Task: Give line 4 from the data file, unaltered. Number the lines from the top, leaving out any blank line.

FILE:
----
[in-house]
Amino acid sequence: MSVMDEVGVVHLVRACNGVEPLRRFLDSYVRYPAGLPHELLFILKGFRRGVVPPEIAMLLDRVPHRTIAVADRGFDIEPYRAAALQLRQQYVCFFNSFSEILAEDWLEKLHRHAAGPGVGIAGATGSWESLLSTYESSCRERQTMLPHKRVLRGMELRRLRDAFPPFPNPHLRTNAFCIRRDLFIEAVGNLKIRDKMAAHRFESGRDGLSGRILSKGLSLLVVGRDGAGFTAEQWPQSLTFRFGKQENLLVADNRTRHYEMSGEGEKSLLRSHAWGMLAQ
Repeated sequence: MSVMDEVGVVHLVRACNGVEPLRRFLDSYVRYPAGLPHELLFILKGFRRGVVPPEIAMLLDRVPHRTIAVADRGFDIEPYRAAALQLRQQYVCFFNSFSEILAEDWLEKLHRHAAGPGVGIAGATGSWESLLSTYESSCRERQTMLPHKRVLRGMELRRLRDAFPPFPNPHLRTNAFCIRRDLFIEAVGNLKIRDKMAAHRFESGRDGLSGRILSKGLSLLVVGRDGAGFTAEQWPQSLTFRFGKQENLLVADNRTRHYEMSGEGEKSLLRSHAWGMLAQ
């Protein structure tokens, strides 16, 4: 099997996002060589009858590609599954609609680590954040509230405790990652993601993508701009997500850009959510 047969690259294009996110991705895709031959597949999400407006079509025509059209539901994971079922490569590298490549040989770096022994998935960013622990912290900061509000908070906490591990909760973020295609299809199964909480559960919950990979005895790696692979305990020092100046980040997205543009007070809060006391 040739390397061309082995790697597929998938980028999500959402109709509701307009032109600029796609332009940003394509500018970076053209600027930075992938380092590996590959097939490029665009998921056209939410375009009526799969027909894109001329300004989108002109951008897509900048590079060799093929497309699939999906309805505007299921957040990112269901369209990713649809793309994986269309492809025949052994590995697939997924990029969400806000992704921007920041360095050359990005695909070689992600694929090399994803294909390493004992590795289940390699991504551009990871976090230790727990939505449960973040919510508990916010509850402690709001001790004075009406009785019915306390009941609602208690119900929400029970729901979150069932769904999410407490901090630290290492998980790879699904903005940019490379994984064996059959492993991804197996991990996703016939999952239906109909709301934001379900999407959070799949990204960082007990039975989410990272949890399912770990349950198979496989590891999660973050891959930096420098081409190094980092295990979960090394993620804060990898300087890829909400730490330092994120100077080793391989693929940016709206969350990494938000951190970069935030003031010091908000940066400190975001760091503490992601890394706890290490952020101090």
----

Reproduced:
């Protein structure tokens, strides 16, 4: 099997996002060589009858590609599954609609680590954040509230405790990652993601993508701009997500850009959510 047969690259294009996110991705895709031959597949999400407006079509025509059209539901994971079922490569590298490549040989770096022994998935960013622990912290900061509000908070906490591990909760973020295609299809199964909480559960919950990979005895790696692979305990020092100046980040997205543009007070809060006391 040739390397061309082995790697597929998938980028999500959402109709509701307009032109600029796609332009940003394509500018970076053209600027930075992938380092590996590959097939490029665009998921056209939410375009009526799969027909894109001329300004989108002109951008897509900048590079060799093929497309699939999906309805505007299921957040990112269901369209990713649809793309994986269309492809025949052994590995697939997924990029969400806000992704921007920041360095050359990005695909070689992600694929090399994803294909390493004992590795289940390699991504551009990871976090230790727990939505449960973040919510508990916010509850402690709001001790004075009406009785019915306390009941609602208690119900929400029970729901979150069932769904999410407490901090630290290492998980790879699904903005940019490379994984064996059959492993991804197996991990996703016939999952239906109909709301934001379900999407959070799949990204960082007990039975989410990272949890399912770990349950198979496989590891999660973050891959930096420098081409190094980092295990979960090394993620804060990898300087890829909400730490330092994120100077080793391989693929940016709206969350990494938000951190970069935030003031010091908000940066400190975001760091503490992601890394706890290490952020101090």